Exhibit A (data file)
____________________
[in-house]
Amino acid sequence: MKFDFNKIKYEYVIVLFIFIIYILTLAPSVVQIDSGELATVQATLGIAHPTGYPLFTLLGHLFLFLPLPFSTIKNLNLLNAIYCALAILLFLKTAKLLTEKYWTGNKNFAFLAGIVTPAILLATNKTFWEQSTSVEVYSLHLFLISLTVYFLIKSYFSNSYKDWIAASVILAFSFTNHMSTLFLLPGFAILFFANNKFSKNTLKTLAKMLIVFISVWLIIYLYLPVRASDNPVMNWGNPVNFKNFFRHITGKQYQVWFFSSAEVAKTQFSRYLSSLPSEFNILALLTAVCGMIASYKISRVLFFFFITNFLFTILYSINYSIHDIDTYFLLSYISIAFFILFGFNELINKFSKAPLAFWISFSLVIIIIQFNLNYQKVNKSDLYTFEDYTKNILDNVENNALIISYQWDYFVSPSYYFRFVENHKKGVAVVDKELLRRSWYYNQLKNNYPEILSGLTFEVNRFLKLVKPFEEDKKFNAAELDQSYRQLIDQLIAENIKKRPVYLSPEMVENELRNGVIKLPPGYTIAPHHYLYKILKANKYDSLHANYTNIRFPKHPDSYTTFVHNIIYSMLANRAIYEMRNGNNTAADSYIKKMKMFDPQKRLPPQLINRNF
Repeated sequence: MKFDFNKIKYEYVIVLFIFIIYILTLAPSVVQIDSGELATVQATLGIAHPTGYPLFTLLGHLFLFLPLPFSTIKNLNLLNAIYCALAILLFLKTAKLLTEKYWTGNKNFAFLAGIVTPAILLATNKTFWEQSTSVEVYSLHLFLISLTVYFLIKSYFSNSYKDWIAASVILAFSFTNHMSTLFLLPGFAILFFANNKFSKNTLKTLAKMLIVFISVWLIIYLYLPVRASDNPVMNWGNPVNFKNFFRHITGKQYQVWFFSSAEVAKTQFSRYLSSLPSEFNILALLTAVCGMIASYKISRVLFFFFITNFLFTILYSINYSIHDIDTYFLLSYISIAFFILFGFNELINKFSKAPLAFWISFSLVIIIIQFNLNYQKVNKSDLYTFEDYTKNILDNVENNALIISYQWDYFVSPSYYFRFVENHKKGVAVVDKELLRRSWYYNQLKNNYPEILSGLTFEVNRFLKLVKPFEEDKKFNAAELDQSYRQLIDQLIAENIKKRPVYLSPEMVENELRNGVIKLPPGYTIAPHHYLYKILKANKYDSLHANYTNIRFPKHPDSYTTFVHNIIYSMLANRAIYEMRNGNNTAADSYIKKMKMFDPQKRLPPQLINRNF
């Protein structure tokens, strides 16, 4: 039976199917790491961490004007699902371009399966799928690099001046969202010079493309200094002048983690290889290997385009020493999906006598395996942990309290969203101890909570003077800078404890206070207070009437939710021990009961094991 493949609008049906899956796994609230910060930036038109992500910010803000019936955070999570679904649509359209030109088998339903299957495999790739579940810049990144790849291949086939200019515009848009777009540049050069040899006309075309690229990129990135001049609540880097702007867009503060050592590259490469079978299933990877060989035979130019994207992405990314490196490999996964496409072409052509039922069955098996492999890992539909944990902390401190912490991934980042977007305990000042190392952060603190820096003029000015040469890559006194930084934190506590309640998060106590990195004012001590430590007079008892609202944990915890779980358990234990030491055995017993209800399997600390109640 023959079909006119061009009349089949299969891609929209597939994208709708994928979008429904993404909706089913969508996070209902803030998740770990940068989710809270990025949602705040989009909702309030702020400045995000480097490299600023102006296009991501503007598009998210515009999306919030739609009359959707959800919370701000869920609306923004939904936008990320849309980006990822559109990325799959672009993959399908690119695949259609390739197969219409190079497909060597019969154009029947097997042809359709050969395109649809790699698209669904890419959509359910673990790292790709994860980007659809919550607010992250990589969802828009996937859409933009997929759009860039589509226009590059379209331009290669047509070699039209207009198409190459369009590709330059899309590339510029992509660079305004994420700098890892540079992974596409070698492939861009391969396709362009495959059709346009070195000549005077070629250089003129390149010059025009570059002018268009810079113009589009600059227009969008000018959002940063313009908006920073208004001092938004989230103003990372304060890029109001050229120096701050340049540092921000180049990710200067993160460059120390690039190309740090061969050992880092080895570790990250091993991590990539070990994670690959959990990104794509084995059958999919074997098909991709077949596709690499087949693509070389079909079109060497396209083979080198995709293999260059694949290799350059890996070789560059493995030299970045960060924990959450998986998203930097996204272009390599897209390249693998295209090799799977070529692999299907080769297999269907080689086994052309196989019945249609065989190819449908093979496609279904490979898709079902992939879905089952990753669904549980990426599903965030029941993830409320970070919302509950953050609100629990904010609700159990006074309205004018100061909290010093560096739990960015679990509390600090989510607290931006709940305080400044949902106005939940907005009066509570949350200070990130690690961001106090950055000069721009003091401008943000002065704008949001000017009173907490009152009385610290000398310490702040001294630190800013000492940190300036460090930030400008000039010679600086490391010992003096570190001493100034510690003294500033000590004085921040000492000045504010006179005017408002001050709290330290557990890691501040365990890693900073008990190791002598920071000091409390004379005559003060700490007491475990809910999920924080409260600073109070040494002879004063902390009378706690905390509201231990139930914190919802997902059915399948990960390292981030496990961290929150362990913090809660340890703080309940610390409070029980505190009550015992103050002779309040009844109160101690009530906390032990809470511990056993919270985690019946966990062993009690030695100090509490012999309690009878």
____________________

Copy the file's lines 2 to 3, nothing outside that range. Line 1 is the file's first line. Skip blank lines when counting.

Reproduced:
Amino acid sequence: MKFDFNKIKYEYVIVLFIFIIYILTLAPSVVQIDSGELATVQATLGIAHPTGYPLFTLLGHLFLFLPLPFSTIKNLNLLNAIYCALAILLFLKTAKLLTEKYWTGNKNFAFLAGIVTPAILLATNKTFWEQSTSVEVYSLHLFLISLTVYFLIKSYFSNSYKDWIAASVILAFSFTNHMSTLFLLPGFAILFFANNKFSKNTLKTLAKMLIVFISVWLIIYLYLPVRASDNPVMNWGNPVNFKNFFRHITGKQYQVWFFSSAEVAKTQFSRYLSSLPSEFNILALLTAVCGMIASYKISRVLFFFFITNFLFTILYSINYSIHDIDTYFLLSYISIAFFILFGFNELINKFSKAPLAFWISFSLVIIIIQFNLNYQKVNKSDLYTFEDYTKNILDNVENNALIISYQWDYFVSPSYYFRFVENHKKGVAVVDKELLRRSWYYNQLKNNYPEILSGLTFEVNRFLKLVKPFEEDKKFNAAELDQSYRQLIDQLIAENIKKRPVYLSPEMVENELRNGVIKLPPGYTIAPHHYLYKILKANKYDSLHANYTNIRFPKHPDSYTTFVHNIIYSMLANRAIYEMRNGNNTAADSYIKKMKMFDPQKRLPPQLINRNF
Repeated sequence: MKFDFNKIKYEYVIVLFIFIIYILTLAPSVVQIDSGELATVQATLGIAHPTGYPLFTLLGHLFLFLPLPFSTIKNLNLLNAIYCALAILLFLKTAKLLTEKYWTGNKNFAFLAGIVTPAILLATNKTFWEQSTSVEVYSLHLFLISLTVYFLIKSYFSNSYKDWIAASVILAFSFTNHMSTLFLLPGFAILFFANNKFSKNTLKTLAKMLIVFISVWLIIYLYLPVRASDNPVMNWGNPVNFKNFFRHITGKQYQVWFFSSAEVAKTQFSRYLSSLPSEFNILALLTAVCGMIASYKISRVLFFFFITNFLFTILYSINYSIHDIDTYFLLSYISIAFFILFGFNELINKFSKAPLAFWISFSLVIIIIQFNLNYQKVNKSDLYTFEDYTKNILDNVENNALIISYQWDYFVSPSYYFRFVENHKKGVAVVDKELLRRSWYYNQLKNNYPEILSGLTFEVNRFLKLVKPFEEDKKFNAAELDQSYRQLIDQLIAENIKKRPVYLSPEMVENELRNGVIKLPPGYTIAPHHYLYKILKANKYDSLHANYTNIRFPKHPDSYTTFVHNIIYSMLANRAIYEMRNGNNTAADSYIKKMKMFDPQKRLPPQLINRNF